What a great idea
A creative way to study the history of natural resources is to look deep into the growth rings on a tree. The students were given some basic background knowledge about historical dates and then they were given the chance to read a chapter from A Sand County Almanac called “The Good Oak.”I can't see how this wouldn't be a good time, and a good education. Students learned that conservation doesn't conflict with hunting, farming or tree harvesting. They got an exposure to history, personal and local, and integrated it with the history of the natural world.
The author, Aldo Leopold, takes the reader from the day a tree died back in time as the saw cuts each ring of the tree. As each year is sawn, Aldo describes significant events of Wisconsin history. The students then created their own “tree cookie.”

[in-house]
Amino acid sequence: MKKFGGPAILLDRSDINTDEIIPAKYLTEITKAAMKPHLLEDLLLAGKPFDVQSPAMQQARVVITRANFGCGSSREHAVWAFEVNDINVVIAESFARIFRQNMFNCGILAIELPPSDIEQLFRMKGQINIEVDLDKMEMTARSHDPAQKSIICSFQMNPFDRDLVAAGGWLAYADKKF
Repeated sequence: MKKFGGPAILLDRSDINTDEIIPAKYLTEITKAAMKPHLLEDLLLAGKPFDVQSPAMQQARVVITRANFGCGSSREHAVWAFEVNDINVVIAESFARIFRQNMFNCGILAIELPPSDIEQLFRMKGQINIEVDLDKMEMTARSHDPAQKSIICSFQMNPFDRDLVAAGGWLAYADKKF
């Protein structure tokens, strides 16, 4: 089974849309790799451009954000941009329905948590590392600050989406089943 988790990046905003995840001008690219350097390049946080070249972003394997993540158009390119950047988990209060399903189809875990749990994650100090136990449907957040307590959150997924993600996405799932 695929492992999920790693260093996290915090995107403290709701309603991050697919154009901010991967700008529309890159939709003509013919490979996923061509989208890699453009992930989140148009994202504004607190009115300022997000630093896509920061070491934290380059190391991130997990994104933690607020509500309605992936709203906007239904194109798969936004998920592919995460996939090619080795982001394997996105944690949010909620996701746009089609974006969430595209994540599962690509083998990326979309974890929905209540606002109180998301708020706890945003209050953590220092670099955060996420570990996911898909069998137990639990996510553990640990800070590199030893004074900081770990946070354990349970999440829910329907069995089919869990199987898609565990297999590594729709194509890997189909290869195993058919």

Maybe it's a little hippieish, but I think there's a lot to be said for holism, or transcendentalism, or whatever. The tree the kids cut was around as all the events in their families' histories occurred, and may have participated in some of them. Maybe there are cinders in it from that big fire. Or those thin rings are from the dust bowl years, when their grandparents nearly sold the farm. Holism makes you respect everything and everyone, because you are connected, somehow, fundamentally.